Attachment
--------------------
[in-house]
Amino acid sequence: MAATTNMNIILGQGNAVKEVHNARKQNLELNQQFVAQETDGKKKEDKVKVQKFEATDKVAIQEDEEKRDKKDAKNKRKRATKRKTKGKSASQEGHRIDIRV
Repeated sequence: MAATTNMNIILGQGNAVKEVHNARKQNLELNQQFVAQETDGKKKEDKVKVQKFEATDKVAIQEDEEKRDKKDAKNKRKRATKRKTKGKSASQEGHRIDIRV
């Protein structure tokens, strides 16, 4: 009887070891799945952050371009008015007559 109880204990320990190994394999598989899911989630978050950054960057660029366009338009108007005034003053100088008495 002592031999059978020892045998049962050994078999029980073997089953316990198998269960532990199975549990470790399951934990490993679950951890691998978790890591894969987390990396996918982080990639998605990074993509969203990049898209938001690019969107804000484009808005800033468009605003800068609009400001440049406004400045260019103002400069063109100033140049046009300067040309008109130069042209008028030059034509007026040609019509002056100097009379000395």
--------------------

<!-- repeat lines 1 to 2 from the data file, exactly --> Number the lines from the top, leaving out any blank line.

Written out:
[in-house]
Amino acid sequence: MAATTNMNIILGQGNAVKEVHNARKQNLELNQQFVAQETDGKKKEDKVKVQKFEATDKVAIQEDEEKRDKKDAKNKRKRATKRKTKGKSASQEGHRIDIRV